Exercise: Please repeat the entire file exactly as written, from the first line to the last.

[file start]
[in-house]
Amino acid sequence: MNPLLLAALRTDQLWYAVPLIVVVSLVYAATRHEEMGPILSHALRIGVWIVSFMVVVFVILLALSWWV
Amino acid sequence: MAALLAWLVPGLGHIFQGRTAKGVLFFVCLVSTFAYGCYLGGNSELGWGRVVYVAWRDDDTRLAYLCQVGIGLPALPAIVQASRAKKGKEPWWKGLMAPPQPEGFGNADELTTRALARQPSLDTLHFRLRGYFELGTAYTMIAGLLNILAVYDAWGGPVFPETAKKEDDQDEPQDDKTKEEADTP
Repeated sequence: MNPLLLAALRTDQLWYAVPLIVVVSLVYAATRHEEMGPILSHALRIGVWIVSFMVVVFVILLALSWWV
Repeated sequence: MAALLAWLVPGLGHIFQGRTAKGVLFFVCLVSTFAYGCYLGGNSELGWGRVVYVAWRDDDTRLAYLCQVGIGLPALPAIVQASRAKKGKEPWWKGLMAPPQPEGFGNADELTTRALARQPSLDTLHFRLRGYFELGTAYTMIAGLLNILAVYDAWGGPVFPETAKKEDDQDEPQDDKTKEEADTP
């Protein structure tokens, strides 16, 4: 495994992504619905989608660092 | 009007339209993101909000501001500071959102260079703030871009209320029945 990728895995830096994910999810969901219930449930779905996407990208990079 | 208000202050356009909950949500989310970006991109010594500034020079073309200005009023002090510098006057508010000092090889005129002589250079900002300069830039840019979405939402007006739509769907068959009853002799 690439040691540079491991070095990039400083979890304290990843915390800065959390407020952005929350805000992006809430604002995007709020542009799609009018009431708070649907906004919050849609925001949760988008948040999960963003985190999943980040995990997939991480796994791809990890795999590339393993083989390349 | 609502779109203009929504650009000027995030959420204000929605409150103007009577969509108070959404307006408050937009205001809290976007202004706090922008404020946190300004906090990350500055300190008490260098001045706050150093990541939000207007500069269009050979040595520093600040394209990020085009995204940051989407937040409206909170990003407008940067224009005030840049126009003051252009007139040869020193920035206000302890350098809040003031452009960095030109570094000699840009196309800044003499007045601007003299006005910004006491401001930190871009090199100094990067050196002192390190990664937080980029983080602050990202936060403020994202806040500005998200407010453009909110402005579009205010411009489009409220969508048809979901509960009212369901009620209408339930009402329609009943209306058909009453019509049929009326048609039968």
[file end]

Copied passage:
[in-house]
Amino acid sequence: MNPLLLAALRTDQLWYAVPLIVVVSLVYAATRHEEMGPILSHALRIGVWIVSFMVVVFVILLALSWWV
Amino acid sequence: MAALLAWLVPGLGHIFQGRTAKGVLFFVCLVSTFAYGCYLGGNSELGWGRVVYVAWRDDDTRLAYLCQVGIGLPALPAIVQASRAKKGKEPWWKGLMAPPQPEGFGNADELTTRALARQPSLDTLHFRLRGYFELGTAYTMIAGLLNILAVYDAWGGPVFPETAKKEDDQDEPQDDKTKEEADTP
Repeated sequence: MNPLLLAALRTDQLWYAVPLIVVVSLVYAATRHEEMGPILSHALRIGVWIVSFMVVVFVILLALSWWV
Repeated sequence: MAALLAWLVPGLGHIFQGRTAKGVLFFVCLVSTFAYGCYLGGNSELGWGRVVYVAWRDDDTRLAYLCQVGIGLPALPAIVQASRAKKGKEPWWKGLMAPPQPEGFGNADELTTRALARQPSLDTLHFRLRGYFELGTAYTMIAGLLNILAVYDAWGGPVFPETAKKEDDQDEPQDDKTKEEADTP
């Protein structure tokens, strides 16, 4: 495994992504619905989608660092 | 009007339209993101909000501001500071959102260079703030871009209320029945 990728895995830096994910999810969901219930449930779905996407990208990079 | 208000202050356009909950949500989310970006991109010594500034020079073309200005009023002090510098006057508010000092090889005129002589250079900002300069830039840019979405939402007006739509769907068959009853002799 690439040691540079491991070095990039400083979890304290990843915390800065959390407020952005929350805000992006809430604002995007709020542009799609009018009431708070649907906004919050849609925001949760988008948040999960963003985190999943980040995990997939991480796994791809990890795999590339393993083989390349 | 609502779109203009929504650009000027995030959420204000929605409150103007009577969509108070959404307006408050937009205001809290976007202004706090922008404020946190300004906090990350500055300190008490260098001045706050150093990541939000207007500069269009050979040595520093600040394209990020085009995204940051989407937040409206909170990003407008940067224009005030840049126009003051252009007139040869020193920035206000302890350098809040003031452009960095030109570094000699840009196309800044003499007045601007003299006005910004006491401001930190871009090199100094990067050196002192390190990664937080980029983080602050990202936060403020994202806040500005998200407010453009909110402005579009205010411009489009409220969508048809979901509960009212369901009620209408339930009402329609009943209306058909009453019509049929009326048609039968």